Robert (gurdonark) wrote,

Reader Railroad

"All journeys have secret destinations of which the traveler is unaware".--Martin Buber

Have you ever ridden the tracks from nowhere to obscurity? Let's take a ride on the Reader.

Where I come from, the Reader Railroad was about as near as we came to a tourist attraction, if you discount the deer in hunting season, the headless ghost, and the World's Largest Watermelon.

Reader is a town big enough to know its name, but small enough to barely toddle around very well. But Reader is a whale of a town next to Waterloo, a place with more longings then people.

The Reader Railroad bridged the unseen gap between the faded dreams of Reader and the once-incipient hopes of Waterloo. This is all timber country, now, where once it was also small farms and pre-depression hopes.

They used to run the steam train some thirtysomething miles between the towns. By the time I was a kid, there was really no reason to do so anymore. They just ran it for the tourists. You'd ride down the narrow gauge rails, through deep pine woods. Some years, they'd stage a gunfight along the way, with faux western suits and six shooters popping caps.

"Take a Ride on the Reader!" the advertisement would say. But fewer people did. They "revived" it when I was a young adult, and the train ran into the middle of the woods, where they used a circular rail-stand to turn the engine around for the ride home. Now the Reader Railroad's gone.

I like that book "Pilgrim's Progress", where all the vices and virtues are recreated as places or states of being. For that matter, I like "Phantom Tollbooth", where the same thing occurs, only the vices and virtues change a bit.
I think that Reader and Waterloo were places with less directly metaphoric meaning.
But I wonder, sometimes, if I am not on a circuit between them even yet.

The battleground at Poison Springs is not that far up the road. There a Union supply train was beset by an army of Confederates and Indians. Some say the rebels poisoned the springs; others say that anybody who drank water in April after a long walk in military attire is apt to get sick. The historians (and I) tend to the latter theory, but I grew up with kids who swore their great-great-great grandfathers personally tainted the water. No matter what the water clarity, the
fog of death and dishonor hang over that battlefield.

The Confederates, local anglos and Choctaw Indians, ambushed a Union wagon train carrying corn, bed quilts and other personal belongings misappropriated from the local civilian population. At the conclusion of the battle, 300+ men all told had been killed. The losses were far worse than they might otherwise have been, because the southern side denied quarter to the African-American soldiers of the First Kansas regiment. Instead of capturing these defeated soldiers, they killed virtually every one, taking only white prisoners. In their turn, the Choctaws claimed that the First Kansas had ransacked Choctaw settlements during their occupation of Choctaw territory, apparently adding to their "battle zeal". The battle cry of the First Kansas became "Remember Poison Springs!". When I want to see the senselessness of war in one easy lesson, I visit this battlefield in which a few thousand men did discreditable deeds in the name of glory.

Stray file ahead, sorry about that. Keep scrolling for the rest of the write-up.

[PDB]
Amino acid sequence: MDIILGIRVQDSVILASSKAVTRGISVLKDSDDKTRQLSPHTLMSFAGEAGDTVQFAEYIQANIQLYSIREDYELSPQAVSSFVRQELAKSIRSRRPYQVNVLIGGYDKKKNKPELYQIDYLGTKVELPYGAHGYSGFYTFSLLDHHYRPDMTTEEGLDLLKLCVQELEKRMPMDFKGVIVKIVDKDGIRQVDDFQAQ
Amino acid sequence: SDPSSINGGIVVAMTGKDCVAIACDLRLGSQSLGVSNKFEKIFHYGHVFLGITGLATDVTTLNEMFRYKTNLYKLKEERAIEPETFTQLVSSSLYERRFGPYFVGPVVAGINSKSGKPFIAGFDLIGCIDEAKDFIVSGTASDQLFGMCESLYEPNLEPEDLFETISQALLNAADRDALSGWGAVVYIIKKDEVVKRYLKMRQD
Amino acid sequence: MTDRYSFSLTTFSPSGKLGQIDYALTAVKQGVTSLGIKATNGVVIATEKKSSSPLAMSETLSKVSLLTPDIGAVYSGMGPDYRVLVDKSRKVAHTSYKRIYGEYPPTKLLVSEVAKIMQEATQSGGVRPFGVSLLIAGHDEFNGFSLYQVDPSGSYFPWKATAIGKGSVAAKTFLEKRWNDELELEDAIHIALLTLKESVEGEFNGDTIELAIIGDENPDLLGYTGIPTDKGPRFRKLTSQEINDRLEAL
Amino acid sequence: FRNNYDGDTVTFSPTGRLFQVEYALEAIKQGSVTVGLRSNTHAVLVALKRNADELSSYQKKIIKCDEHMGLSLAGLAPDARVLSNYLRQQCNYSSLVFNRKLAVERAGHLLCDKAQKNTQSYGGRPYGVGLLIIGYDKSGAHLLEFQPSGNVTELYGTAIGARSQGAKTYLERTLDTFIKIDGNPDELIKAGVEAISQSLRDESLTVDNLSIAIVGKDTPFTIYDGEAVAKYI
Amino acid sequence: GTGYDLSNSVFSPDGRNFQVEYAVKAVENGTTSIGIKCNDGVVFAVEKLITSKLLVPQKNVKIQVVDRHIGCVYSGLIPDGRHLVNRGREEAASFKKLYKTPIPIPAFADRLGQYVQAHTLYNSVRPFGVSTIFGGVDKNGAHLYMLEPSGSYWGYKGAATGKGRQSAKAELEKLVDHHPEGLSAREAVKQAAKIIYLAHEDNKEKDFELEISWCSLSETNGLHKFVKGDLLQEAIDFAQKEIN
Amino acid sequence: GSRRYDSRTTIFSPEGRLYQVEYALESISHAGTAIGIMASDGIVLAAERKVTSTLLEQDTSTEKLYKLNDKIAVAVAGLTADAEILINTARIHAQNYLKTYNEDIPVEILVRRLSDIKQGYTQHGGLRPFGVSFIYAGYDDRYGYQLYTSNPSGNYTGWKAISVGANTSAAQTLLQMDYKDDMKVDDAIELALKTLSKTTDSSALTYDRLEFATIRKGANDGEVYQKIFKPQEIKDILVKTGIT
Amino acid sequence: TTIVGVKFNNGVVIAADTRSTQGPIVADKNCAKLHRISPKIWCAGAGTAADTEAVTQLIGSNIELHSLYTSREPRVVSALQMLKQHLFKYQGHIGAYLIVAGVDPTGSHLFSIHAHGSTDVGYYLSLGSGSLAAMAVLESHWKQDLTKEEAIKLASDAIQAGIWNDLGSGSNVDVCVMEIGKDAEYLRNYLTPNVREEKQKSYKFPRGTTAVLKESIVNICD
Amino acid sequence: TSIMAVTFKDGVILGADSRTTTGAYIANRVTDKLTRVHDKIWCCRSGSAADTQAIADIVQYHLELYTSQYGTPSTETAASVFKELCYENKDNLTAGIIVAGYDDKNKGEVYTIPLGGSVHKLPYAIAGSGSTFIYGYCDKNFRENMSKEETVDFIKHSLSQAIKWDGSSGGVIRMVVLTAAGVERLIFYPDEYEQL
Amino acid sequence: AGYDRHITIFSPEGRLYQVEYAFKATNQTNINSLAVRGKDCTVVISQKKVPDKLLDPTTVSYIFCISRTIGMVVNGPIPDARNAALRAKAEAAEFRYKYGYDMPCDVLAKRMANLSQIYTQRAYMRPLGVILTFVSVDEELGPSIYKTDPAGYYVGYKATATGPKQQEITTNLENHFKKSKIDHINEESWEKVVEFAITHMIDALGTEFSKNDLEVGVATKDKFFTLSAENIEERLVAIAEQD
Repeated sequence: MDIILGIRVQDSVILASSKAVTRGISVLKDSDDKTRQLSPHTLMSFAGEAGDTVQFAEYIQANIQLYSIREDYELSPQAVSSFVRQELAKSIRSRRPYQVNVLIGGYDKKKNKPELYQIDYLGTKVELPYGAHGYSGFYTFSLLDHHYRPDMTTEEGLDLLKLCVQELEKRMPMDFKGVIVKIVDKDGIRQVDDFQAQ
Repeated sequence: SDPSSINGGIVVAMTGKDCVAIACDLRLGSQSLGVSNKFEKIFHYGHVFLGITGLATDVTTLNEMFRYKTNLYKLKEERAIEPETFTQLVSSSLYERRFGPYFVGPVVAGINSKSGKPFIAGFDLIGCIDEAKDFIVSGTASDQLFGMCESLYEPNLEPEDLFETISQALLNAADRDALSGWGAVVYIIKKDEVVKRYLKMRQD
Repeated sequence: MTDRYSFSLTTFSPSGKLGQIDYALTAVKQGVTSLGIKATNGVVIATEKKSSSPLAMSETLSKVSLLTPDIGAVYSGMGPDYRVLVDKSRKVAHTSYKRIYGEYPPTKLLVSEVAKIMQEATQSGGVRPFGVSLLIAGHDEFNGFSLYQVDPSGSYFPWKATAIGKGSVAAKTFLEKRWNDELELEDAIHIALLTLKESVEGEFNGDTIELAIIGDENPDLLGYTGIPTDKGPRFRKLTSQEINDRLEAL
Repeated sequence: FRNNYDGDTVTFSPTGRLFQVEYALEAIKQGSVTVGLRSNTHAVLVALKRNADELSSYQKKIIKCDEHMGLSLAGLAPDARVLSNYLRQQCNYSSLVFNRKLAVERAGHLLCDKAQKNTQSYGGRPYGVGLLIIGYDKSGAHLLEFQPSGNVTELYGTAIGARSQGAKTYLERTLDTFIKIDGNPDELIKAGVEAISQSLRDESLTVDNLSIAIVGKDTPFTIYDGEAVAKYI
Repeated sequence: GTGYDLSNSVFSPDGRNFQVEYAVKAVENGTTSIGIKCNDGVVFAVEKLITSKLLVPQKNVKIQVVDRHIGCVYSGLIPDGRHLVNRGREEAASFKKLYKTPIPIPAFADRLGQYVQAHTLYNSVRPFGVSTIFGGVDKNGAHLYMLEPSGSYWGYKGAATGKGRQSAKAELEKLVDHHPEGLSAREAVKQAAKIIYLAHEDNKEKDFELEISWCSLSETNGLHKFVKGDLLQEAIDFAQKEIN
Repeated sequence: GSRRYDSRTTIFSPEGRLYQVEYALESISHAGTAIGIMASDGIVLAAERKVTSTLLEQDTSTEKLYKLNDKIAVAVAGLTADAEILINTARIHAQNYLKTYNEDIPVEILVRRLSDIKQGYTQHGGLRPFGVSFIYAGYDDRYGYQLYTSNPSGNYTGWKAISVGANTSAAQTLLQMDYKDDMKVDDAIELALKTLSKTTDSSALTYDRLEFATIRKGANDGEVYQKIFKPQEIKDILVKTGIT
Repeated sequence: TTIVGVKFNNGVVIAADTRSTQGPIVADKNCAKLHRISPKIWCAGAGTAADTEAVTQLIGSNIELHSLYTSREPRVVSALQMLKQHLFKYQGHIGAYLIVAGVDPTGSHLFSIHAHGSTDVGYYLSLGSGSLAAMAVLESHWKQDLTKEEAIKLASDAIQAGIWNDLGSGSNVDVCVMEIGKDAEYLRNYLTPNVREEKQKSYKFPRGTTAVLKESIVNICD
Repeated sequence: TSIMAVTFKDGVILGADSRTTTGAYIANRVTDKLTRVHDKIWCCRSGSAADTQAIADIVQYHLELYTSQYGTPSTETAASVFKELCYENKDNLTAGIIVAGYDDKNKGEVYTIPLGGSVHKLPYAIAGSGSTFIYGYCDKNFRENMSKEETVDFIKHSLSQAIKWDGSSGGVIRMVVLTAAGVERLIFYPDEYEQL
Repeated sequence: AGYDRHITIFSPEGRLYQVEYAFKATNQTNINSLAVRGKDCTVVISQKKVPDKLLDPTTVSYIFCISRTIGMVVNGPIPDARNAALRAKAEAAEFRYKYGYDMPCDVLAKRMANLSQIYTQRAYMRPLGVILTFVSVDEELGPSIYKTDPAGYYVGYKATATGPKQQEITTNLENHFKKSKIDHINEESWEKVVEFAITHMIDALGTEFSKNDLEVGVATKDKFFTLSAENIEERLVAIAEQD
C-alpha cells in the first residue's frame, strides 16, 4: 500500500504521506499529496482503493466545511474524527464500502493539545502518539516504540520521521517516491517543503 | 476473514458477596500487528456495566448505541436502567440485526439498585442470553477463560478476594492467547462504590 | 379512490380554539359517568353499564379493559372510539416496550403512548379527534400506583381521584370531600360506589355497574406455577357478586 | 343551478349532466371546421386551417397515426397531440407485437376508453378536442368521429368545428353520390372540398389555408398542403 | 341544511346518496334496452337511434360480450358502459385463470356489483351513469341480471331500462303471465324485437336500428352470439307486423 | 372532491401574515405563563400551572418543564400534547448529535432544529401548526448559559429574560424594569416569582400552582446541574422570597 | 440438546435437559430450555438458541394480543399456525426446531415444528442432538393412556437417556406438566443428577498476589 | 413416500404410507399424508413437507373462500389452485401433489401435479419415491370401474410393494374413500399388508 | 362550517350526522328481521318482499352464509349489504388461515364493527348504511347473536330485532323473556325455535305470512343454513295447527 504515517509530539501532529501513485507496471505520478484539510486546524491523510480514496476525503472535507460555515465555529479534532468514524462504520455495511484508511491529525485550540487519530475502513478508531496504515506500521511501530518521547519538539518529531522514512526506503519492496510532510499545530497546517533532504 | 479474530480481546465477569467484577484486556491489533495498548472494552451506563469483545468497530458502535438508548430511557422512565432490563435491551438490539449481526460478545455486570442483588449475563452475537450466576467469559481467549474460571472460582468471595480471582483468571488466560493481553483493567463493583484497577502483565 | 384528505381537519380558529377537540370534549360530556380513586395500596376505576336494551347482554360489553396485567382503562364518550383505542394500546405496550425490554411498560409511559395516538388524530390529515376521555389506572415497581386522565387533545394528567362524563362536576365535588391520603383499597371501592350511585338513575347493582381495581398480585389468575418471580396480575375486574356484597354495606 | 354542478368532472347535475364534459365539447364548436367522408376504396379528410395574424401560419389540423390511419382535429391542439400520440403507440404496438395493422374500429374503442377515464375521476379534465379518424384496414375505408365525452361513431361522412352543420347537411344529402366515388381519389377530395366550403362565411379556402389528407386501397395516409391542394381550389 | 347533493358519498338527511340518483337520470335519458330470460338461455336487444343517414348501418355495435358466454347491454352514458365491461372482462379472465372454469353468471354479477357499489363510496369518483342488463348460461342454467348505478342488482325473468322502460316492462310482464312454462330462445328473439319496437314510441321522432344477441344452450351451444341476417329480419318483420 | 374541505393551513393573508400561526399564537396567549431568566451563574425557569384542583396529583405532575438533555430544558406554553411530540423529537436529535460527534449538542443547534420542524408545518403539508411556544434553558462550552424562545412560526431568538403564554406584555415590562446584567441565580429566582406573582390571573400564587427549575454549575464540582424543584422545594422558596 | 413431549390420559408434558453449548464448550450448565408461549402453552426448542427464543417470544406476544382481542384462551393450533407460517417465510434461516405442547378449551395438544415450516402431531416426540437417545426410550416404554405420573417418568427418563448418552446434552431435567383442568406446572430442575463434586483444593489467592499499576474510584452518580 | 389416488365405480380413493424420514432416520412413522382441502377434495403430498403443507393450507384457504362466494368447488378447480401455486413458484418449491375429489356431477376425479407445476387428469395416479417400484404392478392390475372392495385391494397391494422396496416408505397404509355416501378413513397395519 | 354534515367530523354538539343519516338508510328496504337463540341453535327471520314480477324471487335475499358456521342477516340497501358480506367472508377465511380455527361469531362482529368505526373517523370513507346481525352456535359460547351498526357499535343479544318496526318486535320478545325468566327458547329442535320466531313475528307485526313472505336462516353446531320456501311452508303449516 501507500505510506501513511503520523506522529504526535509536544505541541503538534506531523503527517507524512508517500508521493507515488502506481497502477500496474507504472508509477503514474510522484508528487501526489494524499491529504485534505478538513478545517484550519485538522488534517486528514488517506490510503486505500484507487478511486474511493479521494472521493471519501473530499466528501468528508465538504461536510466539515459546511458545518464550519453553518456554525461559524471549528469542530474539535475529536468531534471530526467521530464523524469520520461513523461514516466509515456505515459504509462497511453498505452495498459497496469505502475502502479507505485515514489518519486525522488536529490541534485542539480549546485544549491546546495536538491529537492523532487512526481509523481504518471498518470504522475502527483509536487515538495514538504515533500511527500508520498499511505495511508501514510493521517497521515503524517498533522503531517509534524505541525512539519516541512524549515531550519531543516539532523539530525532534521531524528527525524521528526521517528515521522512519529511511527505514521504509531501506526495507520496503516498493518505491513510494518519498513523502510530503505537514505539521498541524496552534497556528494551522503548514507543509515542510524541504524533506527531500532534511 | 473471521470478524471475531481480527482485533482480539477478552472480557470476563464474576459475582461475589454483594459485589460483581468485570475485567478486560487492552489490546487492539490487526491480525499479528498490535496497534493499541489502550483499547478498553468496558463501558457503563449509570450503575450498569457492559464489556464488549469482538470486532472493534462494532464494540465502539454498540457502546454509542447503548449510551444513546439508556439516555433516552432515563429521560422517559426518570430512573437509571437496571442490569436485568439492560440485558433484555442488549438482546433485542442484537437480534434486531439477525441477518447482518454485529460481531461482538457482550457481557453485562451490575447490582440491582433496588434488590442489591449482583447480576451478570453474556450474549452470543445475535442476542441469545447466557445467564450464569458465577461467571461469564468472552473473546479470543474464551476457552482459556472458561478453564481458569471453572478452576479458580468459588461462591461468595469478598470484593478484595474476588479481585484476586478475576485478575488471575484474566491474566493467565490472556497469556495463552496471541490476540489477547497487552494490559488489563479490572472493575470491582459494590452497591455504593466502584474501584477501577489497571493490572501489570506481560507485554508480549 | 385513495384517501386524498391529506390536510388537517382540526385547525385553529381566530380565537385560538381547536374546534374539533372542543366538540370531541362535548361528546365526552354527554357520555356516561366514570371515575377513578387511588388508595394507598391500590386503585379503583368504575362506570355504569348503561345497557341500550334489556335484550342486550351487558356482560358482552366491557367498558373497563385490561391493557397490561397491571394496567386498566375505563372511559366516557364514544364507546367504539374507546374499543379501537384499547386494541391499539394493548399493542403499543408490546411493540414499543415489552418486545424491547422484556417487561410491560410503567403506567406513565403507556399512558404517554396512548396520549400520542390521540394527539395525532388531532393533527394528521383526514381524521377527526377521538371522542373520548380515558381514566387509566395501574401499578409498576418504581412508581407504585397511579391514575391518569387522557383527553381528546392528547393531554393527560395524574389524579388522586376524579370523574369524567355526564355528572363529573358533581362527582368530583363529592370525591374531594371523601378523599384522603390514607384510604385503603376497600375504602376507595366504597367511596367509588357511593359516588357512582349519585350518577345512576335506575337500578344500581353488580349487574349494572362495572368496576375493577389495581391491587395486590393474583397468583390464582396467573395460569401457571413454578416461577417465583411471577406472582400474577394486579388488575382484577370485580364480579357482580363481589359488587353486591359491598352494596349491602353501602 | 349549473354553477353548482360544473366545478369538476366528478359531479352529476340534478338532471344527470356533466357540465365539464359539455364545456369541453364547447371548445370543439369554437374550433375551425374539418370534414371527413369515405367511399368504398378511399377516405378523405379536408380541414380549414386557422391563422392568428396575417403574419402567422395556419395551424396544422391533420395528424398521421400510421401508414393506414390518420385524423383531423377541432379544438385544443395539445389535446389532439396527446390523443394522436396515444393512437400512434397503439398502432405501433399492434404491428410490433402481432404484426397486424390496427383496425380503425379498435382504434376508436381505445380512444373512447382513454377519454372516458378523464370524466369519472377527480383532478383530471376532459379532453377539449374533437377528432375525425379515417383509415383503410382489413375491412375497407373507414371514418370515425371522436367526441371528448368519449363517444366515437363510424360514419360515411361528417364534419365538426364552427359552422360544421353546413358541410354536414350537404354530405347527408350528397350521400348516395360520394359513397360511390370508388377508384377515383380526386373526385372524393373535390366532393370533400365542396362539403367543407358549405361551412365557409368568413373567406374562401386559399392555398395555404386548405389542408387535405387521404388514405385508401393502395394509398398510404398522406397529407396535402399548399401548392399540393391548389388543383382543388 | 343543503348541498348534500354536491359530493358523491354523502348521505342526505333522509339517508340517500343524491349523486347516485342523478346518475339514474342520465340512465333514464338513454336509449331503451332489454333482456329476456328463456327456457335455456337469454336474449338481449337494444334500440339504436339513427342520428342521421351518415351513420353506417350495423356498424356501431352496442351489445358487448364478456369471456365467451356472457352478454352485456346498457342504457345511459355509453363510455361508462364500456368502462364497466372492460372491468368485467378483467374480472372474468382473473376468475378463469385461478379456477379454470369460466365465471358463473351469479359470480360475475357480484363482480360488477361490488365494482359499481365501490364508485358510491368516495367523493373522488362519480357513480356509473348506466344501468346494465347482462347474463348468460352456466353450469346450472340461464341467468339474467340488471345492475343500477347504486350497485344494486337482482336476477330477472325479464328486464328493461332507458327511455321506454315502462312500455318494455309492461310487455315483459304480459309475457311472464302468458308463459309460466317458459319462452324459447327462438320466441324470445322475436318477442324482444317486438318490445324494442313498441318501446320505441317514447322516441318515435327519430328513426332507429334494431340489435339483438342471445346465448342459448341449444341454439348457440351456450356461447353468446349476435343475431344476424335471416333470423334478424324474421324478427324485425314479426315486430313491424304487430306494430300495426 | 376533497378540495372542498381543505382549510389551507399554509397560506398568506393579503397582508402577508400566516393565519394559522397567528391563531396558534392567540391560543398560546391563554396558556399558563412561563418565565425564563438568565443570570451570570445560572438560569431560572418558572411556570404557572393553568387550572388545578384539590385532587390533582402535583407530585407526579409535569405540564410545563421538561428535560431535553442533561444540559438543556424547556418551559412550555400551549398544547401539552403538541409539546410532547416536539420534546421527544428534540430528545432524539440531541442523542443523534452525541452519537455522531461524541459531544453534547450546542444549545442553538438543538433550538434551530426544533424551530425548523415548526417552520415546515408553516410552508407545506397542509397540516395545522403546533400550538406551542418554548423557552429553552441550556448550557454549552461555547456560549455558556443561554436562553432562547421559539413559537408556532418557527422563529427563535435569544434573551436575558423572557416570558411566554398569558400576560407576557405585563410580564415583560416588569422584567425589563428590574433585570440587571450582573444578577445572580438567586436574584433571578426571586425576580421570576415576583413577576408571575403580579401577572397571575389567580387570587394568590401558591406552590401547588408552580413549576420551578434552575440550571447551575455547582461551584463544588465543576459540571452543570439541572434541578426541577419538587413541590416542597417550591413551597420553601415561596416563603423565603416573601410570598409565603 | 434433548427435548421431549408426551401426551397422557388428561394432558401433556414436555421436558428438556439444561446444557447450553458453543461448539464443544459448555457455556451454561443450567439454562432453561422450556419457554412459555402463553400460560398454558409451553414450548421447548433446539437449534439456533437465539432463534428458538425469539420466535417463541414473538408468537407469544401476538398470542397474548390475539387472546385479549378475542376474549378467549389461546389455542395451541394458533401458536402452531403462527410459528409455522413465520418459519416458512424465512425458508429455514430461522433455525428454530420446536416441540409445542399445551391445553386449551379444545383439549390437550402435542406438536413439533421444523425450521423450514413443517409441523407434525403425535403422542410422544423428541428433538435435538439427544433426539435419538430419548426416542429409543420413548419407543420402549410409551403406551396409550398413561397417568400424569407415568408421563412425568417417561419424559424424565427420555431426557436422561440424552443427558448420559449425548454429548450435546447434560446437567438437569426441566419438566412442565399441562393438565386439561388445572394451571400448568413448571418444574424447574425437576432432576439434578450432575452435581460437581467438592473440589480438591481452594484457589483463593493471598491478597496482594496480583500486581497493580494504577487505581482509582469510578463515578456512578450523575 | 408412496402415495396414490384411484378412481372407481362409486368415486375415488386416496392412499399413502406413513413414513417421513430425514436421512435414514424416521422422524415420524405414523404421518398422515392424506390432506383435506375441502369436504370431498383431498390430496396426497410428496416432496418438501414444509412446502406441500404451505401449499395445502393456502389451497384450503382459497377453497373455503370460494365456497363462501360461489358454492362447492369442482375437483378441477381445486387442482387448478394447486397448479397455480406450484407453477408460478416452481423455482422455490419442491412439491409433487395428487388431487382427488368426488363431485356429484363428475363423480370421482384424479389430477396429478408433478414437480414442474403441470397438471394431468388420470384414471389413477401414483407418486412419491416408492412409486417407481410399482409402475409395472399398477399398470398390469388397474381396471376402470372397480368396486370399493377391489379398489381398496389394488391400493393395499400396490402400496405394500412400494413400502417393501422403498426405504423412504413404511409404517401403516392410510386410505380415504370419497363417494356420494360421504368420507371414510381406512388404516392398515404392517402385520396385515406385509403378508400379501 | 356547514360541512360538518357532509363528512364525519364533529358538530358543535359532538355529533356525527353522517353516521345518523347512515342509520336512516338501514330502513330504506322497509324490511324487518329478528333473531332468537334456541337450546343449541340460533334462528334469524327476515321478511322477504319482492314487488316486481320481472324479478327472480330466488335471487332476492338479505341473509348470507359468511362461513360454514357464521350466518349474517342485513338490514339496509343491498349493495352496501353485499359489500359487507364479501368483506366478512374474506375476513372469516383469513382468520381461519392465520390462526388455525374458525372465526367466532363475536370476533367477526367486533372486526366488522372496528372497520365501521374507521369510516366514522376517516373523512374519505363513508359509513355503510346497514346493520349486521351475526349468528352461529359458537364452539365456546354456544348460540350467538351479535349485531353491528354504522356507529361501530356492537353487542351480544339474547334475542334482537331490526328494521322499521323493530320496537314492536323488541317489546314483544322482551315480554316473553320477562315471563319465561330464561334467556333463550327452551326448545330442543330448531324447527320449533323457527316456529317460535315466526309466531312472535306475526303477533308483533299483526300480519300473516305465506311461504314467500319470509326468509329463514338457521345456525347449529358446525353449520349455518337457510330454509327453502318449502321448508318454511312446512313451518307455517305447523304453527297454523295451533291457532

The Union wagon train had been bound by Camden, Arkansas, where General Frederick Steele had taken the town from the Confederates, but found himself nearly encircled by Confederate armies. His Brigadier, Frederick Salomon, occupied the Elliott home. My parents live in that house today. James Thomas Elliott built the house, prior to becoming a Republican congressman during Reconstruction and a judge.

In 1916, his home was bought by Albert N. Meek, whom history remembers as a bright young attorney. He died in the influenza epidemic of 1918. His daughter lived in the home for years.

If "Reader" and "Waterloo" represent "Obscurity" and "Nowhere", and
Poison Springs represents "Depredation", what does the home on Washington Street represent?

It's not quite "childhood" for me, because I did not really grow up in that house. I grew up 40 miles away, in a boarding house converted into a single family home, not far from the railroad tracks.

I moved to the house in Camden when I was 15. So it's "home", and yet it's not "home". It's a place where the judge's daughters carved their names in the windows in the 1860s. It's a place where a young man with a family died of the flu. It's a place where the azalea bushes my mother planted when I was in law school still bloom each Spring.

There are tracks behind my parents' home in Camden. The railroad used to run there; I am not sure if it still does. It never connected with the Reader.

In our home now, we have a picture of Swedish children in Stockholm.
They're in little June dresses, standing together, all fun and serene. What metaphoric place do they inhabit? They're just kids, on the way, I imagine, to play. They're on some road from nowhere to obscurity. But the trail looks like great fun. Maybe that's a key ingredient--my participation in the image. I can't look to places to just "be" home anymore. I must create "home" and live "home" and then I am going to find home.

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